All the World’s a Stage: Team Psychology and Performance


Share on LinkedIn

I just heard a psychologist talking about how people perform better when they feel they are being watched or ‘on show’. It reminded me of Pine & Gilmore’s book The Experience Economy and the notion that all business is now theatre and your people are players.

As European Customer Management World is coming up next month in London, that, in turn, reminded me of last year’s event. My friend Chris Daffy had invited some people to a pre-conference dinner. Each course was introduced by the chef and then the servers flowed in, around twelve of them I think, emerging like two rivers of people from two doors on the side.

I watched them – six on each side of the long table – step back in unison and glance at the head waiter, who gave a small signal with a nod of his head, like a conductor of an orchestra setting the timing.

All twelve moved forward at the same time, like dancers, and placed the next dish before the guest in front of them. Then they stepped back, all turned as if in military formation, and glided out of the door (walking in time, incidentally. Even the exit was choreographed). Some of them were smiling to themselves in satisfaction. I wanted to give them a round of applause.

This wasn’t serving a meal. It was choreographed theatre. It was art. When I was a student I used to be a room service waiter in the summer holidays/vacation, at a five star hotel in London. It was boring work with long hours and a gruelling regime in the kitchens when you ordered and collected the meals as the lowest of the low – the waiter (think lots of Gordon Ramsays shouting at you; on more than one occasion even waving a meat cleaver at you. I think they thought it was funny. I hope so, anyway).

But these people weren’t at the bottom of a pecking order. They were artists on show, part of a flawless team. And they knew it. Whatever your sector is, you can do the same. The Geek Squad even does it with IT service and repair, turning it into roleplay and theatre, and thereby inspiring their Generation Y employees to be corporate and provide top level service as a matter of pride.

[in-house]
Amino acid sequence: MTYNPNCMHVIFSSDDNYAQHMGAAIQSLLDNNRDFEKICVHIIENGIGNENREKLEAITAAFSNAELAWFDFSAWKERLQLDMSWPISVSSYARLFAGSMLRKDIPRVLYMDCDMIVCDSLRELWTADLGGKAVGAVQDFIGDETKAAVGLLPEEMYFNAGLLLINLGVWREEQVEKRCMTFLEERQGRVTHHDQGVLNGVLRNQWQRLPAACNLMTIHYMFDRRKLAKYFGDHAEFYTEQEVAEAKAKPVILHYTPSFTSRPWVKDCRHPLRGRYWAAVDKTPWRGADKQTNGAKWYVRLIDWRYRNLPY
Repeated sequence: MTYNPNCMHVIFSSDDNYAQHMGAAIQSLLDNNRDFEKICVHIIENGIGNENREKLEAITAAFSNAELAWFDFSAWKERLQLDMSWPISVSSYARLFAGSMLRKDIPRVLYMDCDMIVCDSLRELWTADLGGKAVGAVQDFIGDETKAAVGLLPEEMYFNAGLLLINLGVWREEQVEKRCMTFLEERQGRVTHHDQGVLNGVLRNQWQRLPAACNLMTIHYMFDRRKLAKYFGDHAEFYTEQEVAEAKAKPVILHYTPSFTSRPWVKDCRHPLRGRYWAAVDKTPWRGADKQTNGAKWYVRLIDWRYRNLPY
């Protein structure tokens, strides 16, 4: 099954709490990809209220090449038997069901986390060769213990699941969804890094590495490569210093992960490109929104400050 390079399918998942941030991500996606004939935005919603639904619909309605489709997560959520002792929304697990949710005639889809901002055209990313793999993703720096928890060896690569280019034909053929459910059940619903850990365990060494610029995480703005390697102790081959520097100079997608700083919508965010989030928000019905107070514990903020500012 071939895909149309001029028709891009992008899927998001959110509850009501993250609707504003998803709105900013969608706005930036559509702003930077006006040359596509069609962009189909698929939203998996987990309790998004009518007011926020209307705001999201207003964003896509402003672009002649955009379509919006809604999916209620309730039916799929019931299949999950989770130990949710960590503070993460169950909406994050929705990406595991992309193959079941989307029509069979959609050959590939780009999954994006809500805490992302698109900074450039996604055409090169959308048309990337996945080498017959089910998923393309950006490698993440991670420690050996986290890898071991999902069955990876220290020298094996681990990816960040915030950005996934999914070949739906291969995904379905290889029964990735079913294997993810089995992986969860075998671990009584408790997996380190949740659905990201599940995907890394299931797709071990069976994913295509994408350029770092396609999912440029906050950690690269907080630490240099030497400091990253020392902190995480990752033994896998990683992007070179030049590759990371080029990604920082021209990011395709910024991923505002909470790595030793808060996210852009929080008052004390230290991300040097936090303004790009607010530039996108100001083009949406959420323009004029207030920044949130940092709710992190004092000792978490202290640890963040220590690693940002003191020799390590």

All work is now theatre. That’s how you stand out from the competition – with a unique story and script. Your customer experience will be all the better for it once you realize that, and work out what to do about it.

Picture credit: The Hawaii Theatre, Honolulu

Phil Dourado
Author, Speaker, Independent Consultant
Founding editor of Customer Service Management Journal in the United States, and of its companion title, Customer Service Management Journal (now rebranded as Customer Management Magazine) in the United Kingdom. He is the author of The 6 Second Leader (Capstone, John Wiley & Sons, 27).


Please use comments to add value to the discussion. Maximum one link to an educational blog post or article. We will NOT PUBLISH brief comments like "good post," comments that mainly promote links, or comments with links to companies, products, or services.

Please enter your comment!
Please enter your name here